Hypertrophic scars – Kinesiology tape

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CureTape® Kinesiology tape appears to have a beneficial effect on Hypertrophic scars when applied with this specific technique.

What are hypertrophic scars?

In thick scars, an excess of collagen fibres has developed during wound healing. The scar rises above the skin level. The wound is thickened, red, may be itchy, has increased tissue tension and may also feel painful. Burns are examples of hypertrophic tissue.


OSCARE study: the effect of CureTape on thickened scar tissue

The effects of elastic therapeutic tape on hypertrophic scars: a cohort study.

Peter Moortgat, OSCARE, Belgium – 7 December 2020

Download the full study on medical taping for hypertrophic scars.

 

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The main objective of this study was to investigate the influence of CureTape in the treatment of hypertrophic scars.

The effects of CureTape on:

  • The colour of the skin and the scar
  • The transepidermal water loss (moisture loss from the skin)
  • Stretchiness and elasticity of the skin
  • Thickness of the scar
  • Hydration (moisture absorption) of the scar
  • Itching

Tapestry technology chosen by OSCARE for this study

In all phases of the project, the elastic therapeutic CureTape is applied in the same way: a notch is made in the middle of the tape, lengthwise. Do not cut the anchors when doing this. Then, the tape is applied around the scar tissue, but the tape does not make contact with the scar tissue. The tape is worn for 2 days, then removed to allow the skin to rest (at least 24 hours). A new tape is then applied.

Scar tissue with tape

Results

In this study, a statistically significant improvement was measured in terms of itching, skin thickness, colour and elasticity.

CureTape® appears to have a beneficial effect on scars when applied with this specific technique. It is recommended that a further randomized controlled trial (RCT) be conducted to confirm the results of this cohort study.

Thickened scar tissue

Background information on wound healing and scars

Wound healing can be divided into 3 phases:

  1. Inflammation phase: 1-4 days.
    Wound healing, scar tissue with collagen fibres is produced.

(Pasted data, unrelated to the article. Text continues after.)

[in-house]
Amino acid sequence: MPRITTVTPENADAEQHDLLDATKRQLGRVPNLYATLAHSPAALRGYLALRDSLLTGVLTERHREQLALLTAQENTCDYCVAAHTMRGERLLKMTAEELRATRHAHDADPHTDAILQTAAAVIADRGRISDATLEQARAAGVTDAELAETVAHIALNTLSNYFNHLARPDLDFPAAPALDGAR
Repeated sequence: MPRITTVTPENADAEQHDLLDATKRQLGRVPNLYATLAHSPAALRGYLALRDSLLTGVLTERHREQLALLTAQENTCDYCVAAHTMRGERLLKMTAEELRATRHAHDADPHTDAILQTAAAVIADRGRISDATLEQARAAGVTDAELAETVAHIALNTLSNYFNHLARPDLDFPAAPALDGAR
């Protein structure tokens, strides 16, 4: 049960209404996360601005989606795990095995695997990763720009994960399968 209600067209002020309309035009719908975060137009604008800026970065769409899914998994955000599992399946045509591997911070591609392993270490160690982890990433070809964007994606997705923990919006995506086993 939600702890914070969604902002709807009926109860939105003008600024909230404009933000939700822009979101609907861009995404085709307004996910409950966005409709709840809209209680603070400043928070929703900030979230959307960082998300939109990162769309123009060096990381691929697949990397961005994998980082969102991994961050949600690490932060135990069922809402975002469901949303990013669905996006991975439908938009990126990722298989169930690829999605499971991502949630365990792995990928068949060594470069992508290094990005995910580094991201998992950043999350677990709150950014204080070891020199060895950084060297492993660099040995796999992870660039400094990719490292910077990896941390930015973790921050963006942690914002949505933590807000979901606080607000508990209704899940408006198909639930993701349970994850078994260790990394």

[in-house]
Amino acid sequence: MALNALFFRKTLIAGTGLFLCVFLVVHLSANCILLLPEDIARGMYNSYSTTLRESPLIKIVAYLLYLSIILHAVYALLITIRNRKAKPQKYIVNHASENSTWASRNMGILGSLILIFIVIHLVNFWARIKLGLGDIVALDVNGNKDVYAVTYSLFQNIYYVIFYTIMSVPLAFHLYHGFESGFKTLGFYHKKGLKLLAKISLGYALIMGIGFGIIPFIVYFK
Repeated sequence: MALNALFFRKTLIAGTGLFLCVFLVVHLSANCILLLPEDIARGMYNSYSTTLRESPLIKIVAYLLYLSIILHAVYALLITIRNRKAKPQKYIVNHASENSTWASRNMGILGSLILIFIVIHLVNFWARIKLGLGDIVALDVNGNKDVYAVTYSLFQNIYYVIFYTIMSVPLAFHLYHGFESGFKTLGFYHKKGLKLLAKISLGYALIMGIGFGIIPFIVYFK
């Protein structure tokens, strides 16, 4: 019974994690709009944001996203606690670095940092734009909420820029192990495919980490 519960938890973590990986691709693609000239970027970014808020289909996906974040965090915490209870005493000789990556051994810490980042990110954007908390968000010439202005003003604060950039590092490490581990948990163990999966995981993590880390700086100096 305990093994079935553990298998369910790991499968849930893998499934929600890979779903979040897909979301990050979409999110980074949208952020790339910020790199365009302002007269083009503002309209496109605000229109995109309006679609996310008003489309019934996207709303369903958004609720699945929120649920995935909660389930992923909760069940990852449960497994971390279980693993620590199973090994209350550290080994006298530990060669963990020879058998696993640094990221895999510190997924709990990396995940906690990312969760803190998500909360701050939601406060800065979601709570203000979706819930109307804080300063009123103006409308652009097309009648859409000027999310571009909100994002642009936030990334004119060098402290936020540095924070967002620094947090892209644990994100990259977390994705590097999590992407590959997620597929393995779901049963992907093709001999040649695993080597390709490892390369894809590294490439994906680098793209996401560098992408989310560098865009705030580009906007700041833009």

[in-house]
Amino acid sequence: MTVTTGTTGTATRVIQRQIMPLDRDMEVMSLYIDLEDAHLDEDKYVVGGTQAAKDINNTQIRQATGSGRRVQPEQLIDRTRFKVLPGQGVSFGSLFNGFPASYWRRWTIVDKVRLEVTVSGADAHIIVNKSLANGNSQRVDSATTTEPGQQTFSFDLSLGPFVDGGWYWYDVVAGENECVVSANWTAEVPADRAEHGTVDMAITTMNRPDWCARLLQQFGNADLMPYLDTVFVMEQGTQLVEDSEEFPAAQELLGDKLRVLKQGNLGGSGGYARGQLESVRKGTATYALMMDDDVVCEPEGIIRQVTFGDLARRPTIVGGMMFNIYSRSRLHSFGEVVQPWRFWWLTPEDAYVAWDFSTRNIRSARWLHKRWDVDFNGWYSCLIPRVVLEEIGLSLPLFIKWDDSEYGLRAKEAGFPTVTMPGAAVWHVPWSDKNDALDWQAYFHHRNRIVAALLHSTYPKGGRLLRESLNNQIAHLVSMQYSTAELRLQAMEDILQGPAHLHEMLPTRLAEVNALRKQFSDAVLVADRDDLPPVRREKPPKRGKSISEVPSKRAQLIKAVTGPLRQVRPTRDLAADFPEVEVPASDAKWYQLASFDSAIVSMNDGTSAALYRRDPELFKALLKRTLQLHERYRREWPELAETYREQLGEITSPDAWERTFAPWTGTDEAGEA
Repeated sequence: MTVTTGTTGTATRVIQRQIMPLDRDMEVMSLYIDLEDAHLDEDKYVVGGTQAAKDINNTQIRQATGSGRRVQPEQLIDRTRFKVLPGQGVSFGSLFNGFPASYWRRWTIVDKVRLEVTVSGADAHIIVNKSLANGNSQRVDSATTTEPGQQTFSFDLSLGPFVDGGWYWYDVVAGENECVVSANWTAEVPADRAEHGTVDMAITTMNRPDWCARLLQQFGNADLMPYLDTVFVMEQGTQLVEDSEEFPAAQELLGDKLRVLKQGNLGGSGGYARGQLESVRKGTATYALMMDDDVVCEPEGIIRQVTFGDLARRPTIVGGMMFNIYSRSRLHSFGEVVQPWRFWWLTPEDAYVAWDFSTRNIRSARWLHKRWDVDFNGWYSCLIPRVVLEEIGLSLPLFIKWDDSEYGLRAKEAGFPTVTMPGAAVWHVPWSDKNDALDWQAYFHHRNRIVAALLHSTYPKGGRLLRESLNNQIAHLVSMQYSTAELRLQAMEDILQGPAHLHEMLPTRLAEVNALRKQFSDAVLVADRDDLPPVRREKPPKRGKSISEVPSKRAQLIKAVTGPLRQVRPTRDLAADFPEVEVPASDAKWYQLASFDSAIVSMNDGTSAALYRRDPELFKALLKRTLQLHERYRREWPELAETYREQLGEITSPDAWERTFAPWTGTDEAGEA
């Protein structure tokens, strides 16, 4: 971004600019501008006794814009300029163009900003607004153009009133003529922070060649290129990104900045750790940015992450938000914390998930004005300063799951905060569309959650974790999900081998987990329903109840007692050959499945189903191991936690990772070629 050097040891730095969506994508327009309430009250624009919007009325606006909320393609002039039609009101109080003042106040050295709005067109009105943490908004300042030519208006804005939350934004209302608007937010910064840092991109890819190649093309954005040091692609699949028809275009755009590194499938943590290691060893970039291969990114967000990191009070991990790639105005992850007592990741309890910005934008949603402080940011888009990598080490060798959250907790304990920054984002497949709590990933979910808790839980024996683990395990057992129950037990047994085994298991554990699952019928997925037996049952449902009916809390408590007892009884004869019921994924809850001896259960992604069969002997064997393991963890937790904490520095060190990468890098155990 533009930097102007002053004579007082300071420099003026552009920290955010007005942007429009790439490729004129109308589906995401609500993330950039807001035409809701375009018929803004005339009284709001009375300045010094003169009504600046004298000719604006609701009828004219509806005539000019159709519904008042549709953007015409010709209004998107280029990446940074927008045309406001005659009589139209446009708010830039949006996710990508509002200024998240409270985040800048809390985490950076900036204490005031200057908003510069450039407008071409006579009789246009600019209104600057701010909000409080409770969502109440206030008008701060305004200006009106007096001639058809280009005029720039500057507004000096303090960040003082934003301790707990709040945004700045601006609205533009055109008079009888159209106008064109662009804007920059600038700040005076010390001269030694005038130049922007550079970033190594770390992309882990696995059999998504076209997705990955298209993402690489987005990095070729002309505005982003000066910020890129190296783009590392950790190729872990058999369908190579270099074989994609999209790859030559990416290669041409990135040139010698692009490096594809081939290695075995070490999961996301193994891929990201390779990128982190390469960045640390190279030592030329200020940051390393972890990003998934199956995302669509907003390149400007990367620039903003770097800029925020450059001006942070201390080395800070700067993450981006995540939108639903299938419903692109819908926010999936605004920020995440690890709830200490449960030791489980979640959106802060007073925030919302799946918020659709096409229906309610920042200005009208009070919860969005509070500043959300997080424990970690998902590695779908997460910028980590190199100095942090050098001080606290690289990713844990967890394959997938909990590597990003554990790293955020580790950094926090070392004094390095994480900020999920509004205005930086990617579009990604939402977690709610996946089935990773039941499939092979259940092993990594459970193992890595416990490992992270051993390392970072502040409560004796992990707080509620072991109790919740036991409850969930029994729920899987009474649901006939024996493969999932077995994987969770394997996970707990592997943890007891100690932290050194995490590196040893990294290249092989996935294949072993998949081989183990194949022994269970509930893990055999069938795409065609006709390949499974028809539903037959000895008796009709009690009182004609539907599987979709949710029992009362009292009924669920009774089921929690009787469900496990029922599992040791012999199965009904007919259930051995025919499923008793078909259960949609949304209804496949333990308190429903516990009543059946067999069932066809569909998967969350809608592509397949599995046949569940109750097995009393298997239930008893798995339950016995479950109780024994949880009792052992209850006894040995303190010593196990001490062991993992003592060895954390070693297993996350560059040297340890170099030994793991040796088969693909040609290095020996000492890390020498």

2. Recovery phase (regeneration phase): 4 days – 3 weeks.
    New tissue is formed.
  3. Maturation phase: from 3 weeks.
    In this phase, a balance between production and degradation of collagen fibres occurs.

When the wound healing process is disturbed, scarring problems arise.
Disruptions can be: infection, poor general condition, poor circulation, location on the body, age of the client.

Fibroblasts are the most important cells of the connective tissue, they produce collagen fibres. Collagen fibres are non-stretchable fibres that provide strength. Fibroblasts also play a role in wound healing. They can transform into myofibroblasts, which seal the wound and are responsible for the production of scar tissue consisting mainly of collagen fibres.


Which scar treatment techniques are there within the Kinesiology taping Concept?

Within the Medical TapingKinesiology taping Concept, various taping techniques and possibilities are known for taping scars and treating oedema and lymphatic problems. Are you, as a health professional, interested in these techniques, please have a look at the new manual by David Blow, NMT Taping of Edemas, Hematomes and Scars.

This is a very comprehensive, rehabilitation-oriented handbook on various drainage options for oedema, haematoma and scars. Supported by many practical examples.


More information:

Please note that applications provided on our website are not clinically proven. All mentioned applications are based on extensive evaluation and case studies with licensed physiotherapists and/or other health professionals.

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